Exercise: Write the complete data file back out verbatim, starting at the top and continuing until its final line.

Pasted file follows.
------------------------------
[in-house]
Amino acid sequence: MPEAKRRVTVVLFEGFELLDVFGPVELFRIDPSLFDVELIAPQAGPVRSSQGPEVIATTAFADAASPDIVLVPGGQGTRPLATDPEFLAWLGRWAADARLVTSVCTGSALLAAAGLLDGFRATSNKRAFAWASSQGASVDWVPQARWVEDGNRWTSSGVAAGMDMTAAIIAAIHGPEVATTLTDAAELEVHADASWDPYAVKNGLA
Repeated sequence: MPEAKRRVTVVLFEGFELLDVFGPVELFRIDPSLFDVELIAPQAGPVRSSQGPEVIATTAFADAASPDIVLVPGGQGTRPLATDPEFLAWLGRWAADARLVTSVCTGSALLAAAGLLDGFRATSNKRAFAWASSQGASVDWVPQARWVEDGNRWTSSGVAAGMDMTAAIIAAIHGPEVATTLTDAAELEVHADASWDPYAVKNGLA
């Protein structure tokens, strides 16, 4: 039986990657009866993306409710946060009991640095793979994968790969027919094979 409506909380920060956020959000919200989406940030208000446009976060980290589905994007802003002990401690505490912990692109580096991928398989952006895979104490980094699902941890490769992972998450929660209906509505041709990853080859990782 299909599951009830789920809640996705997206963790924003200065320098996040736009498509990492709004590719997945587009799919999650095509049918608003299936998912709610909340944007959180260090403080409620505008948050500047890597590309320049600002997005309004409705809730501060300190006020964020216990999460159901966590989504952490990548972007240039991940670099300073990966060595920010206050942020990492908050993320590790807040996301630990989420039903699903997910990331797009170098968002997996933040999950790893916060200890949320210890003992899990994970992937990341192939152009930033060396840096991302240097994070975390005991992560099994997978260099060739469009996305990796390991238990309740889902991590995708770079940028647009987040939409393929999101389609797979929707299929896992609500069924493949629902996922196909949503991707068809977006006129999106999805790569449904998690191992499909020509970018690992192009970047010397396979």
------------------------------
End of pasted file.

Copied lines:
[in-house]
Amino acid sequence: MPEAKRRVTVVLFEGFELLDVFGPVELFRIDPSLFDVELIAPQAGPVRSSQGPEVIATTAFADAASPDIVLVPGGQGTRPLATDPEFLAWLGRWAADARLVTSVCTGSALLAAAGLLDGFRATSNKRAFAWASSQGASVDWVPQARWVEDGNRWTSSGVAAGMDMTAAIIAAIHGPEVATTLTDAAELEVHADASWDPYAVKNGLA
Repeated sequence: MPEAKRRVTVVLFEGFELLDVFGPVELFRIDPSLFDVELIAPQAGPVRSSQGPEVIATTAFADAASPDIVLVPGGQGTRPLATDPEFLAWLGRWAADARLVTSVCTGSALLAAAGLLDGFRATSNKRAFAWASSQGASVDWVPQARWVEDGNRWTSSGVAAGMDMTAAIIAAIHGPEVATTLTDAAELEVHADASWDPYAVKNGLA
């Protein structure tokens, strides 16, 4: 039986990657009866993306409710946060009991640095793979994968790969027919094979 409506909380920060956020959000919200989406940030208000446009976060980290589905994007802003002990401690505490912990692109580096991928398989952006895979104490980094699902941890490769992972998450929660209906509505041709990853080859990782 299909599951009830789920809640996705997206963790924003200065320098996040736009498509990492709004590719997945587009799919999650095509049918608003299936998912709610909340944007959180260090403080409620505008948050500047890597590309320049600002997005309004409705809730501060300190006020964020216990999460159901966590989504952490990548972007240039991940670099300073990966060595920010206050942020990492908050993320590790807040996301630990989420039903699903997910990331797009170098968002997996933040999950790893916060200890949320210890003992899990994970992937990341192939152009930033060396840096991302240097994070975390005991992560099994997978260099060739469009996305990796390991238990309740889902991590995708770079940028647009987040939409393929999101389609797979929707299929896992609500069924493949629902996922196909949503991707068809977006006129999106999805790569449904998690191992499909020509970018690992192009970047010397396979």